Sometimes it seems like vaccine-preventable diseases, such as meningitis, are a thing of the past. Just last year, however, cases of meningitis were reported in Warren, near where I practice in Lincoln County.

After people started hearing about the cases, I received a number of inquiries about meningitis vaccine and meningitis in general. While we were able to respond to the need and vaccinate children and adults in the community to protect them from the disease, parents should not wait until there is an outbreak to protect their children.

Recent examples of meningitis outbreaks around the country highlight the importance of being protected.  Just this year, an outbreak at Princeton University in New Jersey, sickened eight students and another at the University of California, Santa Barbara, sickened four students. In addition, a student from Drexel University in Pennsylvania died after contracting meningitis.

This message of prevention is critical for the many parents whose children and teens attend school and college. Making sure your child is protected by having the meningococcal vaccine, whether he/she is at a local school, boarding school or college, could save their lives.

Meningitis outbreaks in school settings have been increasingly common across the country and, as we’ve seen in the midcoast, can happen anywhere.

Meningitis is a serious disease that can cause permanent harm, including brain damage, deafness, learning disabilities, loss of limbs and even death. The disease also can cause pneumonia, severe swelling in the throat (making it harder to breathe), blood infections, joint and bone problems, heart problems, seizures or strokes.

One of the most alarming facts is that meningitis can seem like the flu when it first starts. By the time it’s diagnosed, it may be too late.

Teens are at high risk for being in contact with meningitis because it’s most commonly spread in places of community living, such as colleges, boarding schools, high school locker rooms and camps — places where teens share rooms, or come in close contact with one another. Once caught by one person, meningitis spreads quickly and easily.

This means that the risk is not only to your child, but also to their friends and peers as well. While teens are most at risk, according to the Centers for Disease Control, the high risk lasts into the early 20s.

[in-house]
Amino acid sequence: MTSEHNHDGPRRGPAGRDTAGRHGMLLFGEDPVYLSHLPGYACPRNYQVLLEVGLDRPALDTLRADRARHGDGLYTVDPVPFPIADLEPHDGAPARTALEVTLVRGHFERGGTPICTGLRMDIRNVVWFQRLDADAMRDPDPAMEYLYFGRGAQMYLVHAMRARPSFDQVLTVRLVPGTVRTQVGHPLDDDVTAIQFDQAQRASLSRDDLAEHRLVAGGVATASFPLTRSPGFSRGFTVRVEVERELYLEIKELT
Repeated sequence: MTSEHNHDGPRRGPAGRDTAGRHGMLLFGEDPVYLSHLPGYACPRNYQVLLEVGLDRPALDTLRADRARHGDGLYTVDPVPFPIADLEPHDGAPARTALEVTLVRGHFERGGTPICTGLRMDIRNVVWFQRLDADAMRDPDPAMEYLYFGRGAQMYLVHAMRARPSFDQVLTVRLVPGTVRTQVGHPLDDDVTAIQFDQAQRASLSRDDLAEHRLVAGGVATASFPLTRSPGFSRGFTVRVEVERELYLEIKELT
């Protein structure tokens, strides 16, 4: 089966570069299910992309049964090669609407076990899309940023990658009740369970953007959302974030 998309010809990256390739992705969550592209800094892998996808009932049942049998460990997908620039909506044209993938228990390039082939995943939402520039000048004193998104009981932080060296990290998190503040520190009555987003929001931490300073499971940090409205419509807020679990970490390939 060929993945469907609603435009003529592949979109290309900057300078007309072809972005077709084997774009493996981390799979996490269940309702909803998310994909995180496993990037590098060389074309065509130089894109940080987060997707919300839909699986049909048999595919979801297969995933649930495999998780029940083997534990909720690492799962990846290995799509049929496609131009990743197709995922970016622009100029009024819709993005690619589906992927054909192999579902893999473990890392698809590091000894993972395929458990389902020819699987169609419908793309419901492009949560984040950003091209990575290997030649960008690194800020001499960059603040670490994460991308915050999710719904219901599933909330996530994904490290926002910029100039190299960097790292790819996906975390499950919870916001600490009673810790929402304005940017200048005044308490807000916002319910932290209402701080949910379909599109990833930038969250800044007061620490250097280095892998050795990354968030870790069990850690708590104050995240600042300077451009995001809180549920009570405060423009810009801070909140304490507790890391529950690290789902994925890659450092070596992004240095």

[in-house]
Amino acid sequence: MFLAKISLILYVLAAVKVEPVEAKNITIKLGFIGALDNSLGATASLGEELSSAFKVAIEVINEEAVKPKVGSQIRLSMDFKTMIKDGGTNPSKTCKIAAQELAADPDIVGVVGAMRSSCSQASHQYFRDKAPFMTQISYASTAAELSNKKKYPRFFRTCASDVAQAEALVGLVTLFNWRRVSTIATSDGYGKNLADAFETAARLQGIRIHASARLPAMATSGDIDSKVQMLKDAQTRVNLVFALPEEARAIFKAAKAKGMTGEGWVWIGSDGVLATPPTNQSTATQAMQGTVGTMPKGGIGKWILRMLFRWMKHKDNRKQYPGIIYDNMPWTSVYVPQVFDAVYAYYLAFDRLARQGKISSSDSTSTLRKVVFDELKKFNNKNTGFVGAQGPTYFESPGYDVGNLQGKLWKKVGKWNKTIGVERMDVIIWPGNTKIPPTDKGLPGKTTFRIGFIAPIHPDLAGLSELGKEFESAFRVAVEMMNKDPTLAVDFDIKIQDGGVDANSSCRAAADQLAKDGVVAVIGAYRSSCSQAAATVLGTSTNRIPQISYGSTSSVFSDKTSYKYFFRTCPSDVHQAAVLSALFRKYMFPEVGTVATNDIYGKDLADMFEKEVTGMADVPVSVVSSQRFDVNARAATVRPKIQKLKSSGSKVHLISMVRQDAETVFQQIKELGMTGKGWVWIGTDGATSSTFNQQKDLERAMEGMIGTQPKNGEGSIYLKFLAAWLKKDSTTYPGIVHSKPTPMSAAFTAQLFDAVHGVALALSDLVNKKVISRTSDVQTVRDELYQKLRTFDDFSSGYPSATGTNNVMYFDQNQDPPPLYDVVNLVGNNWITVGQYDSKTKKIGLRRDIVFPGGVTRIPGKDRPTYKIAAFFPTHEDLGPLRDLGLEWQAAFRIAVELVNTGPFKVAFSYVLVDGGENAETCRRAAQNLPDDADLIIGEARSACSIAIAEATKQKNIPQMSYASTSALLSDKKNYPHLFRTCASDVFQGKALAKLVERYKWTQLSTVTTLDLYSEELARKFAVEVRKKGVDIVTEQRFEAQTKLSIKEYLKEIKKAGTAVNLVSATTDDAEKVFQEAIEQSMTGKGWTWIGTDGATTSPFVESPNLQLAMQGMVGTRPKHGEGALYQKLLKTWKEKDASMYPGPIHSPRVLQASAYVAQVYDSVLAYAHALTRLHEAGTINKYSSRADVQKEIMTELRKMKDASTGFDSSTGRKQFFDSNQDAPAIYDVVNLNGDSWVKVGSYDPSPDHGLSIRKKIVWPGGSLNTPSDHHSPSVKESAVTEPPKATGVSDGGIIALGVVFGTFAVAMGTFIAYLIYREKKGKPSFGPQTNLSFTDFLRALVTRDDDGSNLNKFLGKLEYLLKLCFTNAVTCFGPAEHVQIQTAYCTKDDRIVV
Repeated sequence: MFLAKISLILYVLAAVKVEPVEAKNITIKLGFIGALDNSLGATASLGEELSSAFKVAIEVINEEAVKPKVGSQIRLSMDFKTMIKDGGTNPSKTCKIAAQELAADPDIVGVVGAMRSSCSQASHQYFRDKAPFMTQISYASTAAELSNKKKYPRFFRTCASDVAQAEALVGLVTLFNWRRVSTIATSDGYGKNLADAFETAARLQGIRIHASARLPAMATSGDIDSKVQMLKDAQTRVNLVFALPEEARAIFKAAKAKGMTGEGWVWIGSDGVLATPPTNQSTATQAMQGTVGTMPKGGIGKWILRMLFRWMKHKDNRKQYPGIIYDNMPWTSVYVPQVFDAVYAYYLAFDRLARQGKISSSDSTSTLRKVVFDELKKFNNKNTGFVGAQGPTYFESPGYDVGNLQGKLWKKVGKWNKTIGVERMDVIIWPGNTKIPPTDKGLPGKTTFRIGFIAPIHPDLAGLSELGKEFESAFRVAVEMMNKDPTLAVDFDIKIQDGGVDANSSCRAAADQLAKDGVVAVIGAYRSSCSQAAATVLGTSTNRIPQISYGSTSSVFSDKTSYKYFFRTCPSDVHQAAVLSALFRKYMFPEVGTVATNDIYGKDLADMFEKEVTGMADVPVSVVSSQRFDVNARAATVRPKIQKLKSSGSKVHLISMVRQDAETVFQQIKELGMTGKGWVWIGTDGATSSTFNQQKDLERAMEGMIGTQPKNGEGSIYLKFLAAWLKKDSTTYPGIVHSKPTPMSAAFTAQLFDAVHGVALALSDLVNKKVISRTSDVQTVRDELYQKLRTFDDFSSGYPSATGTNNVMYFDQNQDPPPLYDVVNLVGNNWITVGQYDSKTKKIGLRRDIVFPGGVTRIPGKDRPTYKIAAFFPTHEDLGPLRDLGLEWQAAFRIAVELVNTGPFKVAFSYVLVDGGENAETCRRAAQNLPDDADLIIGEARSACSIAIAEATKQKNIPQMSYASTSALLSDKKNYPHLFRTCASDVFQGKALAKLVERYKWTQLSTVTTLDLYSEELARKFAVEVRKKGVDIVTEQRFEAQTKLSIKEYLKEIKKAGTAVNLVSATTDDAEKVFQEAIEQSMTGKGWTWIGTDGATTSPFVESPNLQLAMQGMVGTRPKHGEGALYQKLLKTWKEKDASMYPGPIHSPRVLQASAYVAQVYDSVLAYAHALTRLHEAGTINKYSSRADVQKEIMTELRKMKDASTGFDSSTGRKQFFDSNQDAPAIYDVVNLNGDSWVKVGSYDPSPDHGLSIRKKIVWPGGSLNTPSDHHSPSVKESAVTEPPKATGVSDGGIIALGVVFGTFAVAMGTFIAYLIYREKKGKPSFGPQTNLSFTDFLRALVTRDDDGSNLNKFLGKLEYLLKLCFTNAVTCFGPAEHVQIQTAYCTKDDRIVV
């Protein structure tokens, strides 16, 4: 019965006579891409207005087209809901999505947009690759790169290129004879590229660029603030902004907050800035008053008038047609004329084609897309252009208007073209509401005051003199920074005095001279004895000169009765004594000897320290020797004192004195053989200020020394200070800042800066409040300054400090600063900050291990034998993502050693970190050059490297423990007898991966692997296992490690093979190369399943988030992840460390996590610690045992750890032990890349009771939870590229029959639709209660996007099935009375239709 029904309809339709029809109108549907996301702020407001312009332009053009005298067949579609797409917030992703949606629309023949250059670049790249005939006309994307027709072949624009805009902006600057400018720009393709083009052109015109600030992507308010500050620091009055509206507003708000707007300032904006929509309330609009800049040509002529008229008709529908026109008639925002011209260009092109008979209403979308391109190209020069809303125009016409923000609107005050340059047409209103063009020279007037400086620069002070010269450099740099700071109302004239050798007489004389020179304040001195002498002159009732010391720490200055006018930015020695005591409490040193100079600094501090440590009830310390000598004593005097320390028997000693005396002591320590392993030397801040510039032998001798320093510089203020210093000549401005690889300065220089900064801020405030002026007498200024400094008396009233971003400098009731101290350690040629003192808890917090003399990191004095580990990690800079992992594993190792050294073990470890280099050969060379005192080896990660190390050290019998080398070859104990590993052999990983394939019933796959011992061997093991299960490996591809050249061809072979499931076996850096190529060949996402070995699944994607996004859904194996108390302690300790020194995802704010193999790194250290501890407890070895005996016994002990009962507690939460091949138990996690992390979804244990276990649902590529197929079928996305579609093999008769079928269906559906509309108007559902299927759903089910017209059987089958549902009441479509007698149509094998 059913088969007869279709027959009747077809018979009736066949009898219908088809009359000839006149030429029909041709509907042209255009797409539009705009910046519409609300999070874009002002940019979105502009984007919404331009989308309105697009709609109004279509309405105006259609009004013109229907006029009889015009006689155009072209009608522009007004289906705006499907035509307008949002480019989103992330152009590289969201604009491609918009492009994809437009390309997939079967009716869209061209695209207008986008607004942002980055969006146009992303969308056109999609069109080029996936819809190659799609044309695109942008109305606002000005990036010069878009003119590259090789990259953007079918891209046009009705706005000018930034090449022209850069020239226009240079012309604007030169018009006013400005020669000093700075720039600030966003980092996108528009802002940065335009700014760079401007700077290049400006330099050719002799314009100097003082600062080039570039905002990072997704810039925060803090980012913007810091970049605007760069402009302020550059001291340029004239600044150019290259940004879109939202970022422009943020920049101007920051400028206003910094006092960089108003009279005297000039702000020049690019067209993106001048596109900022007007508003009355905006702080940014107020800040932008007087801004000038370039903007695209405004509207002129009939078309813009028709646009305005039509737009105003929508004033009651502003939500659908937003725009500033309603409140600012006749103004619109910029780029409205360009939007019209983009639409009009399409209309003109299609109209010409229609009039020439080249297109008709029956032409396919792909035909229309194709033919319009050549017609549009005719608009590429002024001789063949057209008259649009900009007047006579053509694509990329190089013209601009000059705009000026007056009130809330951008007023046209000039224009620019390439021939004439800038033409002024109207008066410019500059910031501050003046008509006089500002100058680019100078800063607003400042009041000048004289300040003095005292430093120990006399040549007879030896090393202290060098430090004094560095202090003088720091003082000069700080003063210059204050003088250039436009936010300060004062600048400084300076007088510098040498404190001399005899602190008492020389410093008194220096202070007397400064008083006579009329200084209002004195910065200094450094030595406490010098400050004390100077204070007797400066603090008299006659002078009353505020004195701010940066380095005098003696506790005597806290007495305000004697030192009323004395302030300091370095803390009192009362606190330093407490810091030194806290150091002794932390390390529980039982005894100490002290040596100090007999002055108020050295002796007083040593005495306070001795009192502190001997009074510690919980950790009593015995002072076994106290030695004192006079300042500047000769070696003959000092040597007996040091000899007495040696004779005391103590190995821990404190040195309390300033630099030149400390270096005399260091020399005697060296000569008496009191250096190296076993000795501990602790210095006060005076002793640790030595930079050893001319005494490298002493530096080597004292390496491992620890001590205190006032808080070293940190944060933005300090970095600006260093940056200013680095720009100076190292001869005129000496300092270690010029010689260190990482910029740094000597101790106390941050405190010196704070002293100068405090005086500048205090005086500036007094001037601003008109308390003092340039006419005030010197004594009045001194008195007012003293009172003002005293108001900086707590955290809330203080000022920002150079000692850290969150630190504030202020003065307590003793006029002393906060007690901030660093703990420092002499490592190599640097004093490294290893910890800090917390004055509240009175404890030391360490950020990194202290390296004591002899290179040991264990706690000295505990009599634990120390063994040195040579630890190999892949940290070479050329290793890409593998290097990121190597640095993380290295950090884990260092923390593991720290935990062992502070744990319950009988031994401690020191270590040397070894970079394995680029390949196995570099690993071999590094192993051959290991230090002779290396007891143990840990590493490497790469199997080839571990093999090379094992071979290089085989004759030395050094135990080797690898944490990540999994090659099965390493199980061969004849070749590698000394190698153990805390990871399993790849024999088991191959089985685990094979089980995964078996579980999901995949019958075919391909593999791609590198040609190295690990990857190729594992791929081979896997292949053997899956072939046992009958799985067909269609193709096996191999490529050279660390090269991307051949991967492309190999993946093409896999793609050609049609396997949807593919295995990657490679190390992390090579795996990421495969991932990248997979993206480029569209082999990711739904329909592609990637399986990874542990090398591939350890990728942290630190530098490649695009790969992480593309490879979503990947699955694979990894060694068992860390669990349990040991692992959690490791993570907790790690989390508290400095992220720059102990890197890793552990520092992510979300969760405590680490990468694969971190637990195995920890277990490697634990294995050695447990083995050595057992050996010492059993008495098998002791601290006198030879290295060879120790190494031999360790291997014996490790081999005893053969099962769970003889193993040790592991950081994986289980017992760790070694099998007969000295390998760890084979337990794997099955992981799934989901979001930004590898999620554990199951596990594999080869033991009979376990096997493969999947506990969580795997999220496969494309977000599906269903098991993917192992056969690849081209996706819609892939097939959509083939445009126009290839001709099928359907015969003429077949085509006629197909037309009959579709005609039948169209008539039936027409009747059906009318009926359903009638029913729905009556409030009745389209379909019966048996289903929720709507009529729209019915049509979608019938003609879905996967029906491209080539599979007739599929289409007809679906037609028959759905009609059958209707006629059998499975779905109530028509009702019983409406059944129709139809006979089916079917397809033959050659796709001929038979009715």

Despite the risks for teens being exposed to this disease, many don’t get immunized against it. A study in the Journal of the American Medical Association estimates as many as half our teenage population isn’t protected. CDC numbers show that every year, between 1,000-2,600 people in the U.S. get meningitis. Ten percent of them — between 100 and 260 — die. Of those who live, another 100 to 400 lose an arm, a leg, or maybe both. Many survivors have problems with their nervous systems.

But there is good news: There are preventable forms of meningitis, and provider offices routinely stock vaccinations to protect children and teens against them. Twenty-eight states require teens to have the meningitis vaccine before entering college or secondary school. Unfortunately, Maine isn’t one of them. Therefore, it’s even more important to get the word out, so that Maine parents know the risk to their children and teens.

The CDC recommends that children to be immunized at 11 or 12 and then get a booster shot at 16 as they attend boarding schools, prepare to attend college, or live in other communal spaces. Even if your child isn’t immunized until 15, they still should get a booster dose before heading to college or other joint living spaces.

As you’re making your fall to-do list, put your child’s health at the top and make an appointment to get the meningitis vaccination. Meningococcal vaccine is safe, effective and readily available. Parents should feel comfortable immunizing their child against this horrible disease. Vaccinations are not just for your children’s sake, but also for the sake of those around them.

If you know for sure your child has already received the recommended doses for his/her age, it is still a good idea to call your child’s health care provider to ensure all of their other shots are up-to-date as well. There’s more than just meningitis circulating in dorms, apartments and locker rooms.

Dr. Steve Feder, of Edgecomb,is immediate past president of the Maine Chapter, American Academy of Pediatrics

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